In storage systems that provide a write cache to enhance performance, a method to persistently store and recover data is required to preserve data integrity during a loss-of-power scenario. If the data are not stored in a persistent manner, then the data in the write cache are lost when power is lost. There is no record of what data were lost during the power outage, so all of the data stored in the subsystem are suspect. The size of the write cache impacts the performance capability of the storage system in that it determines the limits to which write transactions can be processed by the system prior to requiring that the data be destaged to persistent media such as hard disk devices (HDDs).

SUMMARY OF THE INVENTION

In storage subsystems that utilize redundant copies of information to provide a backup should one of the copies of the information become unavailable, the process of creating the redundant copies may be improved to speed the creation of a single copy of the data. This is of benefit in cases where elapsed time to create a persistent copy of a required data structure is critical, such as the emergency destage of write cache data to persistent media during a power loss as previously described. A variety of factors influence the available time for destage of the write cache to persistent media, such as backup power capacity and the behavior of the persistent media storage device controller and interface network behavior.

Data storage systems often implement a redundant copy methodology when saving the write cache data such that there is a backup copy of the data on an independent storage device should one of the storage devices fail during the power loss recovery. In these cases, it is useful to have created a complete, valid copy of the write cache data as quickly as possible, to allow for cases where the destage of the write cache data is interrupted for some unusual circumstance such as a backup power system failure and/or a slow data storage device controller.

In one embodiment, the present invention is a method of destage management of redundant data copies in a cache storage subsystem, comprising providing a plurality of target storage devices, each of the plurality of target storage devices capable of storing a complete copy of a data image, subdividing the data image and the target storage devices into a plurality of sub-regions, each of the plurality of sub-regions organized such that a minimum cumulative total of the plurality of sub-regions on the target devices equals a number of sub-regions required to form the complete copy of the data image, and destaging data from a write cache to the plurality of sub-regions on the target storage devices in an order such that a minimum number of sub-regions can be combined to restore the complete copy of the data image.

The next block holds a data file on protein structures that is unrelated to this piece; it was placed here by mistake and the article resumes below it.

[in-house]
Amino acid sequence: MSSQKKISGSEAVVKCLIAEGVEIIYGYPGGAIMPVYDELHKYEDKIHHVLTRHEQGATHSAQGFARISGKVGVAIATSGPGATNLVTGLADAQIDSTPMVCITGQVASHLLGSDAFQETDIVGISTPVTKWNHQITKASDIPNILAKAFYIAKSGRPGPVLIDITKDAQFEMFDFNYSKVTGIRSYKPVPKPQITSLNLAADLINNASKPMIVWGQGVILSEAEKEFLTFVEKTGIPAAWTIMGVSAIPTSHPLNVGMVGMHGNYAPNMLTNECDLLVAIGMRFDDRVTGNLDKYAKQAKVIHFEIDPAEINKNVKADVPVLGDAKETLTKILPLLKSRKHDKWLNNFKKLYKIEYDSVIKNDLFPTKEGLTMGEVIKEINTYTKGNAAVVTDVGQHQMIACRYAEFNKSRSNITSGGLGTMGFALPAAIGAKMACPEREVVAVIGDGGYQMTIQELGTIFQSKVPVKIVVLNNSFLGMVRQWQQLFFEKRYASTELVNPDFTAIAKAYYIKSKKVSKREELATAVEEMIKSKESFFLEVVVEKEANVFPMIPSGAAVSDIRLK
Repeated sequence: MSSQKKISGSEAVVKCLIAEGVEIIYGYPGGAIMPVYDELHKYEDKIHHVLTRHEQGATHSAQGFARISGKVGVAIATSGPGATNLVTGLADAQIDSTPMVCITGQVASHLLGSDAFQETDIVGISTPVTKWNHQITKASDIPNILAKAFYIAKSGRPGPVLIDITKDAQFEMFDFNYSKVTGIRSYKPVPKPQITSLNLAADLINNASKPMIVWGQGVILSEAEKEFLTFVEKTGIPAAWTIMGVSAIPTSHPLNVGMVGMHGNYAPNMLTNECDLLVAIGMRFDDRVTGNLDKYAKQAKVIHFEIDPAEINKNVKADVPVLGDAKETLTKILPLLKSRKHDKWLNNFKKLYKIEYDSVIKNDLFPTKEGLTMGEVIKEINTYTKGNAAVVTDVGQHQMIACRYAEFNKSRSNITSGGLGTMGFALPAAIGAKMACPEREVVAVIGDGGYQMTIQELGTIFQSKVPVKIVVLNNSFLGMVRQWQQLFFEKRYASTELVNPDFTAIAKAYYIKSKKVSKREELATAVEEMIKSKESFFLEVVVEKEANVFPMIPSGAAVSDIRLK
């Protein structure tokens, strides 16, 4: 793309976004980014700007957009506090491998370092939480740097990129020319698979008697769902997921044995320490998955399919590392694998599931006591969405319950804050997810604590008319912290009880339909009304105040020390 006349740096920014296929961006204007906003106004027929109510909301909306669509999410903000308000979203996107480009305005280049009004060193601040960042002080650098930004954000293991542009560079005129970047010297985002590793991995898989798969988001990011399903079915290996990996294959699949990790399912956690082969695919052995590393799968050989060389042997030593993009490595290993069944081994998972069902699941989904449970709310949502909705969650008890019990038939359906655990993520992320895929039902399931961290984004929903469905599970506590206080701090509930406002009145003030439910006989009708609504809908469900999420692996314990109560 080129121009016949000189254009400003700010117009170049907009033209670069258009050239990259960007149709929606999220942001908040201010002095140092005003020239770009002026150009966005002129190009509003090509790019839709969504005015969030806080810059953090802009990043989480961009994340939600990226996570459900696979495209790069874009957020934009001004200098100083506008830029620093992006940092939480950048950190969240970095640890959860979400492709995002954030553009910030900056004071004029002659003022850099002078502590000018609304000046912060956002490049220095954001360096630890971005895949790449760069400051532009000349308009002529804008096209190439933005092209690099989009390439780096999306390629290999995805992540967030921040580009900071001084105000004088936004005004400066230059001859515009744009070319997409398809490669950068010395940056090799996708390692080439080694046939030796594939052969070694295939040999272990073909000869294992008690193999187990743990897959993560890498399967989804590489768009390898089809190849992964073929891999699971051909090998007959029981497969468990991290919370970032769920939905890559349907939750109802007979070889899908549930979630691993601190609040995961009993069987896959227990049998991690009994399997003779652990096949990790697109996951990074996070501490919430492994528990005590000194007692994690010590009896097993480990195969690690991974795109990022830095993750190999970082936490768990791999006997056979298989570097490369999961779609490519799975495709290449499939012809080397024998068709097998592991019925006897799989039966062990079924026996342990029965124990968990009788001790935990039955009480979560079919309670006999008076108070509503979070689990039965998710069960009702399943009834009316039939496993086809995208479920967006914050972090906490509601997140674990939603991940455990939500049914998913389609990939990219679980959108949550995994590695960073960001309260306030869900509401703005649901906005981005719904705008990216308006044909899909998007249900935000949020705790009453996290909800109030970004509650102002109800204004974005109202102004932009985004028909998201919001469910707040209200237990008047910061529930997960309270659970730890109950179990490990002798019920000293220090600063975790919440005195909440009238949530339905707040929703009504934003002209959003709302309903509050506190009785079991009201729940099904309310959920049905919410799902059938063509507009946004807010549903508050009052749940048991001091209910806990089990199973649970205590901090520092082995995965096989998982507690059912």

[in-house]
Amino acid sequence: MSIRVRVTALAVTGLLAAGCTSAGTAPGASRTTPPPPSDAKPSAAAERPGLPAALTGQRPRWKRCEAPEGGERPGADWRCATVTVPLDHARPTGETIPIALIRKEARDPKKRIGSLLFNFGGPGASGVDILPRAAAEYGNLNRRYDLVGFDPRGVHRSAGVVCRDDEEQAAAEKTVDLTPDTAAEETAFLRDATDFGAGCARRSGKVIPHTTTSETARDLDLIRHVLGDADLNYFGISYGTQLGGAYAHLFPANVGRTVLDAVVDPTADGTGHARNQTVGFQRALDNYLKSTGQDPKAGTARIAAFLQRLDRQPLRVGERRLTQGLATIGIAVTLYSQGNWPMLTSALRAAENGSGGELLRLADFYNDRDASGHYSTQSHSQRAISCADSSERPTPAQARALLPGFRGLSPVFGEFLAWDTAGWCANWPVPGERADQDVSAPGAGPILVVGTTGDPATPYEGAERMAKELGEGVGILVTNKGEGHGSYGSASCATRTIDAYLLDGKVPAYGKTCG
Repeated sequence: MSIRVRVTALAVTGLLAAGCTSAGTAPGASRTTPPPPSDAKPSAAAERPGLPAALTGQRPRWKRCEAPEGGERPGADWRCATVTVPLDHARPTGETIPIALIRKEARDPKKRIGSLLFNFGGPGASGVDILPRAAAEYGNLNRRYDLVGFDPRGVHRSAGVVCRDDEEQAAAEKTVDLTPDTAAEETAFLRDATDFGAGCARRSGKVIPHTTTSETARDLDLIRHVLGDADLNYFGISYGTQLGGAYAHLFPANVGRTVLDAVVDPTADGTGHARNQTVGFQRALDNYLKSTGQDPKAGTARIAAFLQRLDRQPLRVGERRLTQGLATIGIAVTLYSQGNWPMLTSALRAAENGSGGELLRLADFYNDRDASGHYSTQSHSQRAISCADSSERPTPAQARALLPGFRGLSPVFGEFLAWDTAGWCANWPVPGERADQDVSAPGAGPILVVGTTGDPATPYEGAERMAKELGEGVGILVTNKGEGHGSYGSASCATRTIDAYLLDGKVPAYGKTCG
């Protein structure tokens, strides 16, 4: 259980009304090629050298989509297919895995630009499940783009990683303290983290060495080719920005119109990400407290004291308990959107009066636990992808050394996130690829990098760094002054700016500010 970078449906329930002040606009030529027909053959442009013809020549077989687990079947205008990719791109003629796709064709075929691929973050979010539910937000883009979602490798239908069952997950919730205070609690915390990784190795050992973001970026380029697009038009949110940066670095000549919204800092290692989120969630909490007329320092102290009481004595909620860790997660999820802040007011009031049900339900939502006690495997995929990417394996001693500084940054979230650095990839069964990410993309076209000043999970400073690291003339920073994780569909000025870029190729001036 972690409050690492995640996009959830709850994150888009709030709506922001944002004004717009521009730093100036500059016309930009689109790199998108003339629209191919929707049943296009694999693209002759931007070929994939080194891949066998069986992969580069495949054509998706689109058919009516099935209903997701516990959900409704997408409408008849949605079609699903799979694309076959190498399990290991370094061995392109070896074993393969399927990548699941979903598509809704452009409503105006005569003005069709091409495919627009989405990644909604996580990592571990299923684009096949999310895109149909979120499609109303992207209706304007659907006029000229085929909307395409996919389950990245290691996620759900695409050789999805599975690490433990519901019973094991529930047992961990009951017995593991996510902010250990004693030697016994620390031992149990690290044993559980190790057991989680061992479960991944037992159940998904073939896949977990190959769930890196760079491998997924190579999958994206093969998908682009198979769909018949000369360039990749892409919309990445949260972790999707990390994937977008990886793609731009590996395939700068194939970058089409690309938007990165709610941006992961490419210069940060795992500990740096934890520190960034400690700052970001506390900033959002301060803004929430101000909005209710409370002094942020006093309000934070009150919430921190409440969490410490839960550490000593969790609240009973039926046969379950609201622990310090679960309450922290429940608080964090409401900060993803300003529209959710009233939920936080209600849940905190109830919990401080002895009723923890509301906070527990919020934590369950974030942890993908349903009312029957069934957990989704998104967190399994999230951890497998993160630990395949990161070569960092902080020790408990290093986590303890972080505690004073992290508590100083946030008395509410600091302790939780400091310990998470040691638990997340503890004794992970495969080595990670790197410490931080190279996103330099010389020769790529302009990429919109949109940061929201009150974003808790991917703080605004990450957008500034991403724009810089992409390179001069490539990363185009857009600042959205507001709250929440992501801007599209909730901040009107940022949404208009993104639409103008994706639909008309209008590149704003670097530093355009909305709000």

In another embodiment, the present invention is a system for destage management of redundant data copies in a cache storage subsystem, comprising a computer processing device which organizes a plurality of target storage devices, each of the target storage devices adapted to be capable of storing a complete copy of a data image, wherein the computer processing device subdivides the data image and the target storage devices into a plurality of sub-regions, each of the plurality of sub-regions organized such that a minimum cumulative total of the plurality of sub-regions on the target storage devices equals a number of sub-regions required to form the complete copy of the data image, and a destage manager module connected to the computer processing device which destages data from a write cache to the plurality of sub-regions on the target storage devices in an order such that a minimum number of sub-regions can be combined to restore the complete copy of the data image.

In another embodiment, the present invention is an article of manufacture including code for destage management of redundant data copies in a cache storage subsystem, wherein the code is capable of causing operations to be performed comprising providing a plurality of target storage devices, each of the plurality of target storage devices capable of storing a complete copy of a data image, subdividing the data image and target storage devices into a plurality of sub-regions, each of the plurality of sub-regions organized such that a minimum cumulative total of the plurality of sub-regions on the target storage devices equals a number of sub-regions required to form the complete copy of the data image, and destaging data from a write cache to the plurality of sub-regions on the target storage devices in an order such that a minimum number of sub-regions can be combined to restore the complete copy of the data image.

BRIEF DESCRIPTION OF THE DRAWINGS